Honesty is, in theory, universally regarded as an important virtue, but is generally practiced only sporadically. Within certain professions, such as politics or the law, blatant dishonesty is so fundamental as to be taken for granted. In business, especially in consumer advertising, exaggeration and hyperbole are everyday facts of life. Throughout society, the desire to create the most favorable impression, or to promote a product, an idea, or a person, has created a cultural acceptance of “spinning” the truth that is so prevalent, it often goes unnoticed.
Honesty is the primary moral virtue, from which other virtues flow. The principle rule in dealing with adults is mutual consent, and the combination of mutual consent and honesty eliminates the two primary types of unethical action: force and fraud.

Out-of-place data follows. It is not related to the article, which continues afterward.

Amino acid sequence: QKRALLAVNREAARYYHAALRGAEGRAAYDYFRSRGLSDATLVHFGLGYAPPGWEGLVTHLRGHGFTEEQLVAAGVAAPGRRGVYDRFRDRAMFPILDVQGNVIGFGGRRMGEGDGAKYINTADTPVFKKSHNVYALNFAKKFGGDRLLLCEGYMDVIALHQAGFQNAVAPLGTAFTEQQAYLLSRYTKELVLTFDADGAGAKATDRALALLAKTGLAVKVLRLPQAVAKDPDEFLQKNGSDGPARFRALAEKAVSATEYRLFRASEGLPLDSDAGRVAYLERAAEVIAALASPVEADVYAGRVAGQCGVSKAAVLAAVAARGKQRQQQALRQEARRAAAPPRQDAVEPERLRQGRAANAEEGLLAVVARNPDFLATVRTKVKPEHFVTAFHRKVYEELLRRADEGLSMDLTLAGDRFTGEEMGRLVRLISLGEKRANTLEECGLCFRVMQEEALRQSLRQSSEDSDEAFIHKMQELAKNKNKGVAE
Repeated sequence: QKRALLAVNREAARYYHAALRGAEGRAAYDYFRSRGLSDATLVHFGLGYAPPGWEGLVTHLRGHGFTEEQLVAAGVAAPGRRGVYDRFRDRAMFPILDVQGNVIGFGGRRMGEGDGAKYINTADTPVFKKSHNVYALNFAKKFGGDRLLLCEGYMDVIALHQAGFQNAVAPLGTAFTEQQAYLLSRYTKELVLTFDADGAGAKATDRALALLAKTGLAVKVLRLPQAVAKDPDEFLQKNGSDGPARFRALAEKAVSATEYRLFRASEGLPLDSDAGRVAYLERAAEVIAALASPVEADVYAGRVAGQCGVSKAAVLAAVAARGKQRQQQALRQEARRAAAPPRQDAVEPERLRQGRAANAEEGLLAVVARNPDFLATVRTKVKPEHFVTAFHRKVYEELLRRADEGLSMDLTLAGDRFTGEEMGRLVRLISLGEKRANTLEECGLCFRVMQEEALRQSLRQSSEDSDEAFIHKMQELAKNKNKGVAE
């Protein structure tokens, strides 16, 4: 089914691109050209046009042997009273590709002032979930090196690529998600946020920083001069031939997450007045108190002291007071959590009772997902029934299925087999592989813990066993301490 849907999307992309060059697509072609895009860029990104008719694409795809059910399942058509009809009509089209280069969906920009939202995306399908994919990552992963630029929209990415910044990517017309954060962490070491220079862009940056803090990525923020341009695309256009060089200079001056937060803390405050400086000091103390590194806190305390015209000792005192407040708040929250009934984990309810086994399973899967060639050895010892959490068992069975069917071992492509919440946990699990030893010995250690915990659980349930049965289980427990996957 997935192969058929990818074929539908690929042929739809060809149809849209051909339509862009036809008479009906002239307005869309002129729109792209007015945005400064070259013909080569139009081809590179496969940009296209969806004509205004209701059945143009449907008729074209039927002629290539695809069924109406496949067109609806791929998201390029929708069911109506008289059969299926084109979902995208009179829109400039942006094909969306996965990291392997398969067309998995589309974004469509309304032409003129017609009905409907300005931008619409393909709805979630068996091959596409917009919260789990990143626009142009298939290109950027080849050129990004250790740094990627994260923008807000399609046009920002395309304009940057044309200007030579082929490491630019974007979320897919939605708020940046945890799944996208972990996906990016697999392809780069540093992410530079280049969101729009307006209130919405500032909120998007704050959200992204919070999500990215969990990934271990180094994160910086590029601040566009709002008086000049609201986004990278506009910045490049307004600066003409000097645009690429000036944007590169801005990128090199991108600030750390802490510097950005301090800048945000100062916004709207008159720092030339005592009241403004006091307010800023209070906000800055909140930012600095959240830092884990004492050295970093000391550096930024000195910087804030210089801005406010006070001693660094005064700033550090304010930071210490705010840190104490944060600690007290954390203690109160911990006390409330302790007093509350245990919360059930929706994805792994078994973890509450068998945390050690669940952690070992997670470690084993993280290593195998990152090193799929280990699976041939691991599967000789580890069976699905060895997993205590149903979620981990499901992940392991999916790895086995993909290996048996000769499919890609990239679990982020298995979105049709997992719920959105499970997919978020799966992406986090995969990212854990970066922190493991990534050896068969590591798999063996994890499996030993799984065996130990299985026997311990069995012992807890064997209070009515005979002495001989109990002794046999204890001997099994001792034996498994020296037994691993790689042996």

Honesty is often inconvenient and forces us to take a more difficult path, but, in the long run, the more difficult path is often the one that leads us in the most fulfilling direction. In other words, the quickest way to end up doing what you really should be doing is to be as honest as possible in all important matters. Being honest with yourself and others will often lead to temporary setbacks, or even to acknowledging occasional failure, but it will force you to make what are, in the long run, the best choices.
Caution: Honesty in the important intercourse of life is critical, but trivial matters may be better governed by rules of courtesy.
By being honest with yourself and others, you do the right thing, and also what is ultimately in your best interests.